The project was a complete failure.
    I looked at my watch.
    Ten minutes to Doomsday.
    Camping out in the bathroom wouldn’t change reality.
    As I reached to open the stall door, bright red letters
    jumped out from the grey metal background.

    “All you really need is a good story.”

    My heart quickened at the words of wisdom
    offered by the latrinalia prophet. A good story
    trumps hard facts any day. I had ten minutes
    to craft a story that would captivate the imagination
    of my audience and distract them from the bothersome
    truth of numbers.

    As I left the sanctuary of my stall, I noticed Ben Lamm
    exiting the stall to my left. There was a haunted look in
    his eyes that I attributed to some bothersome numbers
    from his own department. We nodded at each other,
    avoiding direct eye contact.

    The meeting began with the usual pandering to
    our esteemed leader. My story was falling into place.
    I would open with strong but vague language and
    proceed based on the audience reaction. I took a deep
    breath and stood up.

    Before I could utter my first word, Ben jumped to his
    feet and stole the show. Red faced and apologetic,
    Ben confessed that his updated data analysis program
    had a critical bug. He was working on a fix, but all
    the results from the updated program were suspect and
    should be rerun. This was even better than my story idea.
    It didn’t solve my problem, but it bought some time.
    There were many angry looks hurled at Ben, but there
    were a fair few expressions of relief and gratitude.

    Ben’s announcement essentially ended the meeting.
    He was called into the director’s office for some “clarification.”
    I whistled as I walked down the hall toward my office.
    As I passed the bathroom door, I remembered Ben’s
    tortured look as he came out of the stall. Ben was a sneaky
    little cuss who could always find a way to delegate blame.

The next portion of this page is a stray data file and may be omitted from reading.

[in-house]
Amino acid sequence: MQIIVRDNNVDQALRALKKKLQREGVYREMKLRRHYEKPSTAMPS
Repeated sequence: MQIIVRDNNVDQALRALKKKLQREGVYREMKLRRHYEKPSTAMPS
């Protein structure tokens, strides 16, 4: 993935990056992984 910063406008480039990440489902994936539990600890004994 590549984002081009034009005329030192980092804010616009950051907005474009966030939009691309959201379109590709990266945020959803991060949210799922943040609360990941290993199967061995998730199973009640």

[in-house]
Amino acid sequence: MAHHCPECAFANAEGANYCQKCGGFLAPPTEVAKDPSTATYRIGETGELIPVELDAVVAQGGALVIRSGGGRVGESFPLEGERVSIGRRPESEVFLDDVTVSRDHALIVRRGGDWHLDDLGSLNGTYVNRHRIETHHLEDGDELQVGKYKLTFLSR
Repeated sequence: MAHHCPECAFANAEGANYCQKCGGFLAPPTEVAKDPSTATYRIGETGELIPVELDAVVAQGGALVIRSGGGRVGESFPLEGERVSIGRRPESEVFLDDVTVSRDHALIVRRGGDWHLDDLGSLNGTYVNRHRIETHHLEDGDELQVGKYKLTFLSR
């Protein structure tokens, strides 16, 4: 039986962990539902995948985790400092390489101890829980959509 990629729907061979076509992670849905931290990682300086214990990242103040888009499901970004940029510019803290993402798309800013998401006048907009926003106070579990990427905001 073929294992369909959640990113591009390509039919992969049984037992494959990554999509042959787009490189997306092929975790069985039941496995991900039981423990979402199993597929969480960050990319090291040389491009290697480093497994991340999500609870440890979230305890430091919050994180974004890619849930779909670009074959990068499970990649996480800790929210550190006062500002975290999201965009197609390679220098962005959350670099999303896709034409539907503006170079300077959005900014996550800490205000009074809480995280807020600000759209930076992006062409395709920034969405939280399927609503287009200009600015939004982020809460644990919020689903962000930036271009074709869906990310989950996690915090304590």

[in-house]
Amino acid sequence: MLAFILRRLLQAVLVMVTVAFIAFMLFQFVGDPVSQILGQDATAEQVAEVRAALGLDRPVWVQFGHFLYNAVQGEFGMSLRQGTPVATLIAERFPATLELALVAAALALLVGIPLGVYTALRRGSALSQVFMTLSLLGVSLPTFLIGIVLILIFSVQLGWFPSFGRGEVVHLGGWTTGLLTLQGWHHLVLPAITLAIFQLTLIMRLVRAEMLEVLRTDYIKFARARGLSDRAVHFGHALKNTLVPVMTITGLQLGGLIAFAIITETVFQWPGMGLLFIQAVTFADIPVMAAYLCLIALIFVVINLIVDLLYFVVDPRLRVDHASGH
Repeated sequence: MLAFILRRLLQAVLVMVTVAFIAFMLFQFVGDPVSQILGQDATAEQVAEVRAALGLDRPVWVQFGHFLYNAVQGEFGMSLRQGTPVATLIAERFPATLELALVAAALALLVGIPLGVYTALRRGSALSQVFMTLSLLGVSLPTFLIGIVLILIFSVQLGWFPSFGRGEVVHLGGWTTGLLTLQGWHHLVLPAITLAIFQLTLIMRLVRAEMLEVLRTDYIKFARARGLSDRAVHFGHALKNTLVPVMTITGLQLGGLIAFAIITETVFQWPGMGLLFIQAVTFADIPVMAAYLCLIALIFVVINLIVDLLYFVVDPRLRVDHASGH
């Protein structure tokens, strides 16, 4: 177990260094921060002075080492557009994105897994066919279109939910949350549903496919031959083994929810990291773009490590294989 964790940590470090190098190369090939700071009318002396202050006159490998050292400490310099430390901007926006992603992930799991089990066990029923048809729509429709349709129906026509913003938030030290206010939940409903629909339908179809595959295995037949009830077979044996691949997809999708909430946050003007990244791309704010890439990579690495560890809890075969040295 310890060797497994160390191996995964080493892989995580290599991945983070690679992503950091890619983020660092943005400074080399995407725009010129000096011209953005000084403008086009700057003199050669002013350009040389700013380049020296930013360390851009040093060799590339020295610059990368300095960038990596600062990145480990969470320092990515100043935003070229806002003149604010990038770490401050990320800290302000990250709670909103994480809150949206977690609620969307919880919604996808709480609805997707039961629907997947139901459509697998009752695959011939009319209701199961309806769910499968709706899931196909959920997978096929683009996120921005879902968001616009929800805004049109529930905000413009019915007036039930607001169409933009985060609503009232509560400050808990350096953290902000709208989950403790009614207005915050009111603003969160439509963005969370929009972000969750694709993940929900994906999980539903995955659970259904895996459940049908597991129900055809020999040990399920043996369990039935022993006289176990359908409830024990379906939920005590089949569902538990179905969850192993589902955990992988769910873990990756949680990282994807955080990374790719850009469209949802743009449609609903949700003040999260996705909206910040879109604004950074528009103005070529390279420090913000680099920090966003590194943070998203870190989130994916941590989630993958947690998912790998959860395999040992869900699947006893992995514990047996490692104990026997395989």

What had prompted his unexpected revelation?

    I entered the stall he had occupied earlier.
    There on the stall door, the answer
    was displayed in bright red letters.

    “The truth shall set you free.”

  2. Mark James

    Fire crackled outside the wooden stall, but I kept writing on my left hand.

    The door burst open. A hard-faced muscleman, looking mean enough to smash granite in his sleep, glared at me through black smoke. “You crazy?”

    I slipped my fine point Even Flow pen into my back pocket. “I didn’t hear the fire alarm.”

    Even through the smoke between us, I saw his eyes go wide. “If you weren’t on the guest list,” he said, “I’d let you die for being stupid.” He grabbed for me, slung me over his shoulder, and took off running.

    Bouncing against what felt like jointed concrete, I was scared as hell. I kept my left hand splayed open, so that if I didn’t die, and if the not so jolly giant didn’t crush me against a wall, the words on my palm wouldn’t get smeared.

    “Damn.” He slid me off his shoulder, kicked the closest wall. “What the hell were you doing in there?”

    I looked up at him. “You want details?”

    For a second I thought he’d rip off my head and screw it on backward. He banged his fist into the wall, making a noise like a steel hammer hitting thin plaster. “We can’t go out the front. Fire’s already burning the back wall.”

    We were still inside Armageddon, the log cabin I’d rented. “What’s out front?”

    “How fast can you run?”

    It didn’t matter because my palm was sweating, and I’d never remember the words I’d copied off the bathroom stall. “Fast enough,” I said.

    “There’s a grizzly out there.” He narrowed his eyes at me, like I’d sent the bear a text from my Smart Phone, just to make his not so jolly day. “We have to get past him.”